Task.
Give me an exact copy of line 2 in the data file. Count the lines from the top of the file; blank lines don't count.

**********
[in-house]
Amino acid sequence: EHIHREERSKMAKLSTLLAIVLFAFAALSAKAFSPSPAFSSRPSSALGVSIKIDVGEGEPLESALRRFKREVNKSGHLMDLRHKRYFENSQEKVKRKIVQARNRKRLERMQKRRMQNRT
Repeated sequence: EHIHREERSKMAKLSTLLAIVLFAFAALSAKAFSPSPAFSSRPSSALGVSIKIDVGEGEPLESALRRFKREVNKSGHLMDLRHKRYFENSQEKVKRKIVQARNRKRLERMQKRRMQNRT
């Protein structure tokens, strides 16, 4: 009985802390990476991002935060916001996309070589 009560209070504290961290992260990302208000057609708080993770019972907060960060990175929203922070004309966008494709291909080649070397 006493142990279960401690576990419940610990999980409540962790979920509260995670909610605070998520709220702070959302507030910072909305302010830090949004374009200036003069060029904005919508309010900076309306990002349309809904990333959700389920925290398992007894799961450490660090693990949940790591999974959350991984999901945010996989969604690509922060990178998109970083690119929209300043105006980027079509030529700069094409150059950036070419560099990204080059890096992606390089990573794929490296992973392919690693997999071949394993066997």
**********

Amino acid sequence: EHIHREERSKMAKLSTLLAIVLFAFAALSAKAFSPSPAFSSRPSSALGVSIKIDVGEGEPLESALRRFKREVNKSGHLMDLRHKRYFENSQEKVKRKIVQARNRKRLERMQKRRMQNRT